Hünenberg, 21.05.2024

Special agricultural zone to be created for fruit growing

A special agricultural zone is to be created for the Boog family's farm – we list the most important questions and answers about the forthcoming vote.

Fruit and vegetables are currently grown in Drälikon by the Boog family - in a special way. A new zone is planned to create a legal basis for this, and a municipal vote on this will take place in Hünenberg on 9 June. It all concerns the 'Buuregarte special agricultural zone', and there will be an information evening in the Heinrich von Hünenberg hall on Tuesday, 21st May.

What exactly is being voted on?
Specifically, voters will decide on a partial revision of the zoning plan and the building regulations. The Drälikon area is to be converted into a 'special agricultural zone'. Within this zone, it is "explicitly permitted to produce in substrate, instead of in soil", as stated in the voting brochure. With this cultivation method, plants are not planted in the soil, but in a substrate, such as coconut fibres. It is also permitted to cover the crops over a large area. The zone is necessary in order to continue the Boog family's "Buuregarte" business. They have been growing fruit and vegetables in Drälikon for five generations, and their business is currently located in the agricultural zone (Landwirtschaftszone).

How did this vote come about?
Planning has been underway since 2016, but, until now, there has been no legal basis for the type of cultivation practised by the Boogs. In 2013, the Federal Supreme Court (Bundesgericht) ruled that horticultural and vegetable growing operations in the agricultural zone would only conform to zoning regulations if they were predominantly soil-dependent. In other words: grown directly in the soil. At "Buuregarte", however, around half of the crops are grown in substrate, as Jonas Boog explained to the Zuger Zeitung newspaper last autumn. The Boog family also use foil tunnels to protect the crops from rain and hail. Following the judgement of the Supreme Court, these cultivation methods were deemed to be non-compliant with the zoning regulations, so action was necessary. Planning has taken so long because there were dependencies on the ongoing renovation of the Reuss dam.

What are the aims of this proposal?
The aim is to continue operations in accordance with the zoning regulations and to create the basis for future expansion opportunities. The Boog family are also considering the construction of greenhouses in the long term. According to the documents, this could further reduce the water requirement and further reduce the use of pesticides.

What exactly does the 'special agricultural zone' mean?
There is an area plan that defines the division of the new zone into four areas: farm area, greenhouse area, tunnel area and nature area. An environmental design plan has also been drawn up, and provides for measures to blend in with the landscape and for ecological equalisation. A 50-metre-wide wildlife corridor will also be demarcated, and the maximum heights for buildings and facilities will be specified in the tunnel and greenhouse areas: 5 metres in the tunnel area and 7 metres in the greenhouse area.

The strawberries are currently ripe: Jonas Boog at the harvest
Fruit grower Jonas Boog in the strawberry field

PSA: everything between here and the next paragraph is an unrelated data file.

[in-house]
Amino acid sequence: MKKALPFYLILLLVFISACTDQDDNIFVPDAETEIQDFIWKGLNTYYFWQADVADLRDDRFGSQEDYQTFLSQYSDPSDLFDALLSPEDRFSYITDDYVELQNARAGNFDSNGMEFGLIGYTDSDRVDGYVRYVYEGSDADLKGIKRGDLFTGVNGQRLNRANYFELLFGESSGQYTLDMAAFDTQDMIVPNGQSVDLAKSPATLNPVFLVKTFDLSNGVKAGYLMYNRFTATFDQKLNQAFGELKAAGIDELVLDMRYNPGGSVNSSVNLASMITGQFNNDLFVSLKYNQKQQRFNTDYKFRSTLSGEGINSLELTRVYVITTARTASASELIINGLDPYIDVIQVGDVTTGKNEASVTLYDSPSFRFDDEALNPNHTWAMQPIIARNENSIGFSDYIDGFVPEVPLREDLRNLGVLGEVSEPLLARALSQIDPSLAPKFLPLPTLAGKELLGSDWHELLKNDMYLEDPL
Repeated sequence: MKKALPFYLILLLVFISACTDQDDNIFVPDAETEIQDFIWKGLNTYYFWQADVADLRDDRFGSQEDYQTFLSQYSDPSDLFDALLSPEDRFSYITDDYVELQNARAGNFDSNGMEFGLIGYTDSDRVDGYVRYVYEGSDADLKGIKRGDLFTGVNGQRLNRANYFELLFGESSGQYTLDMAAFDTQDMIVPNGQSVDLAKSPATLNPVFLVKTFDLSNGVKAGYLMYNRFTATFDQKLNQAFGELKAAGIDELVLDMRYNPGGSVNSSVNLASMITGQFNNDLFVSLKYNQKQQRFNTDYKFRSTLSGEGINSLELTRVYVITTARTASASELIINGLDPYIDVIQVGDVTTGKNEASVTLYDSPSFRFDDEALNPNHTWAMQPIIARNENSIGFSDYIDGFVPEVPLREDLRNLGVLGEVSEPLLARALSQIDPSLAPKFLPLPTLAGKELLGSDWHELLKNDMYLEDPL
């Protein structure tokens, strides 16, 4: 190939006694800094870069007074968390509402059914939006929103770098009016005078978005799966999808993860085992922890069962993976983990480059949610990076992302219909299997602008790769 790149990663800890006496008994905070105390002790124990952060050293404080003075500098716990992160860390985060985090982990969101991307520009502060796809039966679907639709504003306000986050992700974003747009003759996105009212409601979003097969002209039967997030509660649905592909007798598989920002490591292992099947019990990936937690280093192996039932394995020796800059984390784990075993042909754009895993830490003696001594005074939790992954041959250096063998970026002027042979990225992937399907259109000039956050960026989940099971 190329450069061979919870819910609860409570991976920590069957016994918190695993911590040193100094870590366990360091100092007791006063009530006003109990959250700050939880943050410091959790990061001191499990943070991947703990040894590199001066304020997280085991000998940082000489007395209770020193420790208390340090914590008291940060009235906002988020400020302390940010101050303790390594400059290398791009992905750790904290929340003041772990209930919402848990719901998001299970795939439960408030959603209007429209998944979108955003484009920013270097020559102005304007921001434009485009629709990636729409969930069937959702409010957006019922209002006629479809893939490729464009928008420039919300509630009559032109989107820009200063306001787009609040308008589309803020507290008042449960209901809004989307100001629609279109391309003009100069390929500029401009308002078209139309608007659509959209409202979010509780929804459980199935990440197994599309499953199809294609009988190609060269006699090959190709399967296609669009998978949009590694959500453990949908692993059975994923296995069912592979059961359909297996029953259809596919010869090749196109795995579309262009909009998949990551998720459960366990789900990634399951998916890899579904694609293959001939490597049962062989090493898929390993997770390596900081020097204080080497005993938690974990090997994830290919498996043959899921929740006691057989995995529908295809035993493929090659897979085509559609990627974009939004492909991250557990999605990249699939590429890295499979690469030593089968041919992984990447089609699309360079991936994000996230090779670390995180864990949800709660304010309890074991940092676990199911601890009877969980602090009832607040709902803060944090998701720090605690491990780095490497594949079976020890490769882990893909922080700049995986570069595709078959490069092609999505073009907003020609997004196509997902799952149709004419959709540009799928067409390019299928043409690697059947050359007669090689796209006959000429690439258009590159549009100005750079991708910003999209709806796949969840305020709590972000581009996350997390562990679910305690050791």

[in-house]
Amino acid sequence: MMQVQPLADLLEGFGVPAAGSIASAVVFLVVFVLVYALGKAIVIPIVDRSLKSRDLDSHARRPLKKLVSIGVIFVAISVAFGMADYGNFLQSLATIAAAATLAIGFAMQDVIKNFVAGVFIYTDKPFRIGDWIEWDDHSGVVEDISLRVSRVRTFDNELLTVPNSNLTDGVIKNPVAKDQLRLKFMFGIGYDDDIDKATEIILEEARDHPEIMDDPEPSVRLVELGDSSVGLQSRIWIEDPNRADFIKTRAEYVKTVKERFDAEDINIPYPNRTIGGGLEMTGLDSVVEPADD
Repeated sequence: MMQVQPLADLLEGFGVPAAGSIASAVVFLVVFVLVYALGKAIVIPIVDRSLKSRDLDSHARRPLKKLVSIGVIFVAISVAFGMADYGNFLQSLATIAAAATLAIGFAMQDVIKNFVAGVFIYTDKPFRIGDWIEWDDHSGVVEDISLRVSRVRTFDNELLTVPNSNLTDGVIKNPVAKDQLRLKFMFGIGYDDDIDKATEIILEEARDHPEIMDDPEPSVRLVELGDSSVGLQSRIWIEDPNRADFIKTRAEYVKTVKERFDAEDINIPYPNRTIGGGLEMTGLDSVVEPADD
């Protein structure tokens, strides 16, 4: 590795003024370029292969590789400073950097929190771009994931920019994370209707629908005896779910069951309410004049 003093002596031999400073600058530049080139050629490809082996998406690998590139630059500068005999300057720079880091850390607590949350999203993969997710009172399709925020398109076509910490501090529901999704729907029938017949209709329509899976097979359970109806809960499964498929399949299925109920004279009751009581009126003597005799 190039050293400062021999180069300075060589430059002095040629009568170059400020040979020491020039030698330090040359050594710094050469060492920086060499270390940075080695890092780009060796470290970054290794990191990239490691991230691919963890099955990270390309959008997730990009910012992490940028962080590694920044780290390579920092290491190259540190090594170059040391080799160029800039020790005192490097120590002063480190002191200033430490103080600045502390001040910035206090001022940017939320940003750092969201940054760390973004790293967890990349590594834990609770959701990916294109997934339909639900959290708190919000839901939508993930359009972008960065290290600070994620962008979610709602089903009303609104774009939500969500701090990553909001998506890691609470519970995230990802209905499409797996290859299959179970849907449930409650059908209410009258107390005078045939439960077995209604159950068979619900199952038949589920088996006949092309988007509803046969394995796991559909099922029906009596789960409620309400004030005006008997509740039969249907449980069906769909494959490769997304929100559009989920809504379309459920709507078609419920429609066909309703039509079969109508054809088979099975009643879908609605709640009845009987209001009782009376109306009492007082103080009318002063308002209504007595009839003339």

View of the Hünenberg Reuss plain: the foil tunnels are clearly visible                Photos: Matthias Jurt

What do the local political parties say?
All the local political parties in Hünenberg are in favour of the special agricultural zone. The FDP (Liberal party), for example, writes that the Boog family runs the "Buuregarte" with a lot of energy and innovation. The GLP (Green Liberals) also believes that a yes vote is necessary "to prevent even more goods being imported into Switzerland from abroad". The SVP (Swiss People’s party) also emphasises the importance of supporting "regionally producing, locally anchored and future-oriented agriculture". The Centre party writes that "the Boog family cares deeply about their farm - and so do we." The SP (Socialist party) sees the new zone as a "valuable step" towards preserving the regional production of more than 30 agricultural products. The Green Forum also shares this view: "Buying locally is already a major saving in terms of environmental emissions," says the party.

What does the municipal council say?
The municipal council (Gemeinderat) and the planning and building commission recommend approving the partial revision of the zoning plan and building regulations.

Are there any critical voices?
There were objections from three parties during the public consultation, one of which was subsequently withdrawn, as can be seen from the submission. The objections mainly centred on privacy, the glare effect of the films and the appearance of the surroundings. The large-area plastic canopies are visible from afar, which was criticised by residents living on the Sonnhaldenstrasse. As a result of the objections, adjustments were made to the project. A fast-growing poplar species is to be planted instead of a hedge, and will serve as a kind of privacy screen.

What happens if the new zone is rejected?
The Boog family has been running the farm for just over 100 years and, for them, the existence of their farm is at stake. On their homepage, they write: "The protected cultivation of many berry crops is more resource-efficient, more sustainable and, due to the extreme weather conditions and quality requirements that we all have, absolutely essential." If the bill fails at the ballot box, the farm would have to comply with conventional agricultural zoning regulations, and the Boog family would have to dismantle their non-zoned buildings and facilities.

An orientation event will take place at 8 pm on Tuesday, 21 May in the "Heinrich von Hünenberg" hall.